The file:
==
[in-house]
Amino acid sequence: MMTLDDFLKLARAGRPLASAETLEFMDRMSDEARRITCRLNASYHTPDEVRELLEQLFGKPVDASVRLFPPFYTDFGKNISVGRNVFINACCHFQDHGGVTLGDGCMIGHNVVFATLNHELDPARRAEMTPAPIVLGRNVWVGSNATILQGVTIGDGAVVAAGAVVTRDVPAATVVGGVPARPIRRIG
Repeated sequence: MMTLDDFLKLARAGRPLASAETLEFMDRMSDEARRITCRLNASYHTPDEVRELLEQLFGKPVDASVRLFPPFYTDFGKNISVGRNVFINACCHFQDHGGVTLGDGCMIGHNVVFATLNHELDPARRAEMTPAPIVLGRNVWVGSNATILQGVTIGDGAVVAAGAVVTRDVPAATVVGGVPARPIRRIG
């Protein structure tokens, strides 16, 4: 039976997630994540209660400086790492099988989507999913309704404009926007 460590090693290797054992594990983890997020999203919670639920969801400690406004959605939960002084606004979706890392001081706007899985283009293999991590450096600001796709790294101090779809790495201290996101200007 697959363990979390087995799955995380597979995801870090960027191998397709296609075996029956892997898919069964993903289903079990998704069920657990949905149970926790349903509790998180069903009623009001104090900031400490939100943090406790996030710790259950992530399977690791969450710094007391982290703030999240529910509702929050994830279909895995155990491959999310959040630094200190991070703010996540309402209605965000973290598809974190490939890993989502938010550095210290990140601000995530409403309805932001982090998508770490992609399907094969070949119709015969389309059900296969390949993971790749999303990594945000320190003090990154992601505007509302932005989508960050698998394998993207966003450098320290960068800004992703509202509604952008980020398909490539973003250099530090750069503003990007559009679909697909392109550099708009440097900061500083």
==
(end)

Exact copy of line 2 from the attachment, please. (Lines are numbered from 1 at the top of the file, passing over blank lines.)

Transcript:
Amino acid sequence: MMTLDDFLKLARAGRPLASAETLEFMDRMSDEARRITCRLNASYHTPDEVRELLEQLFGKPVDASVRLFPPFYTDFGKNISVGRNVFINACCHFQDHGGVTLGDGCMIGHNVVFATLNHELDPARRAEMTPAPIVLGRNVWVGSNATILQGVTIGDGAVVAAGAVVTRDVPAATVVGGVPARPIRRIG